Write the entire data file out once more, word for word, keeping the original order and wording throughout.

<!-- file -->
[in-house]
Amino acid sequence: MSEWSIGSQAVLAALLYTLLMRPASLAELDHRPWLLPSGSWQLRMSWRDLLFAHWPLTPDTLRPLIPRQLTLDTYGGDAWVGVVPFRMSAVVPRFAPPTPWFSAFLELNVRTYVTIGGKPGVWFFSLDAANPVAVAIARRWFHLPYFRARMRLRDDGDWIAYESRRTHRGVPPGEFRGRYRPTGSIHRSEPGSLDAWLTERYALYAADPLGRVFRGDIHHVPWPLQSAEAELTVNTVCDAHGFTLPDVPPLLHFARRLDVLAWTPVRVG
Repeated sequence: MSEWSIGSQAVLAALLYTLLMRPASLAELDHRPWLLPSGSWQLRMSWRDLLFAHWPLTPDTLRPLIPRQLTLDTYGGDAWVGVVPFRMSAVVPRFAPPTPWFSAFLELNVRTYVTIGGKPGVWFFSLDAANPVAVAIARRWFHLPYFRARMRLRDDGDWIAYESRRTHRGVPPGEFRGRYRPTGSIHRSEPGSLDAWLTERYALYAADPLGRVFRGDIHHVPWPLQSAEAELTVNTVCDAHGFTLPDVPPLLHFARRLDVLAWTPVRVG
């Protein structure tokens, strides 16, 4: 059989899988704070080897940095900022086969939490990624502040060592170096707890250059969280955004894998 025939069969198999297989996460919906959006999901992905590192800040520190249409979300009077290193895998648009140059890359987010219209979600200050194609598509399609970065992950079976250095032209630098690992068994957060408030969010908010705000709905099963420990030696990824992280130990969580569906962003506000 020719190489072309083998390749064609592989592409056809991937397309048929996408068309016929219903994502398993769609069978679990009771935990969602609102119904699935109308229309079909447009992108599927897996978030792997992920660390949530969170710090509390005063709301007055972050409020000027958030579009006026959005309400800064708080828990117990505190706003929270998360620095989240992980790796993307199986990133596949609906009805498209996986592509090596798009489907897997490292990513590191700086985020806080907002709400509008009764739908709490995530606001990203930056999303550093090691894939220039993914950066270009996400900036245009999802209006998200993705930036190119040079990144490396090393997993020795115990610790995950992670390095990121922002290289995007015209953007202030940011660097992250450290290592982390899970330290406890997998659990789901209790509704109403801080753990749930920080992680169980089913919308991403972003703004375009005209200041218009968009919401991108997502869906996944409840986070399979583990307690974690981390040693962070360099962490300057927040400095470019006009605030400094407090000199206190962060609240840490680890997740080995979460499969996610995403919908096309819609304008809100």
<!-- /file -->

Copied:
[in-house]
Amino acid sequence: MSEWSIGSQAVLAALLYTLLMRPASLAELDHRPWLLPSGSWQLRMSWRDLLFAHWPLTPDTLRPLIPRQLTLDTYGGDAWVGVVPFRMSAVVPRFAPPTPWFSAFLELNVRTYVTIGGKPGVWFFSLDAANPVAVAIARRWFHLPYFRARMRLRDDGDWIAYESRRTHRGVPPGEFRGRYRPTGSIHRSEPGSLDAWLTERYALYAADPLGRVFRGDIHHVPWPLQSAEAELTVNTVCDAHGFTLPDVPPLLHFARRLDVLAWTPVRVG
Repeated sequence: MSEWSIGSQAVLAALLYTLLMRPASLAELDHRPWLLPSGSWQLRMSWRDLLFAHWPLTPDTLRPLIPRQLTLDTYGGDAWVGVVPFRMSAVVPRFAPPTPWFSAFLELNVRTYVTIGGKPGVWFFSLDAANPVAVAIARRWFHLPYFRARMRLRDDGDWIAYESRRTHRGVPPGEFRGRYRPTGSIHRSEPGSLDAWLTERYALYAADPLGRVFRGDIHHVPWPLQSAEAELTVNTVCDAHGFTLPDVPPLLHFARRLDVLAWTPVRVG
């Protein structure tokens, strides 16, 4: 059989899988704070080897940095900022086969939490990624502040060592170096707890250059969280955004894998 025939069969198999297989996460919906959006999901992905590192800040520190249409979300009077290193895998648009140059890359987010219209979600200050194609598509399609970065992950079976250095032209630098690992068994957060408030969010908010705000709905099963420990030696990824992280130990969580569906962003506000 020719190489072309083998390749064609592989592409056809991937397309048929996408068309016929219903994502398993769609069978679990009771935990969602609102119904699935109308229309079909447009992108599927897996978030792997992920660390949530969170710090509390005063709301007055972050409020000027958030579009006026959005309400800064708080828990117990505190706003929270998360620095989240992980790796993307199986990133596949609906009805498209996986592509090596798009489907897997490292990513590191700086985020806080907002709400509008009764739908709490995530606001990203930056999303550093090691894939220039993914950066270009996400900036245009999802209006998200993705930036190119040079990144490396090393997993020795115990610790995950992670390095990121922002290289995007015209953007202030940011660097992250450290290592982390899970330290406890997998659990789901209790509704109403801080753990749930920080992680169980089913919308991403972003703004375009005209200041218009968009919401991108997502869906996944409840986070399979583990307690974690981390040693962070360099962490300057927040400095470019006009605030400094407090000199206190962060609240840490680890997740080995979460499969996610995403919908096309819609304008809100």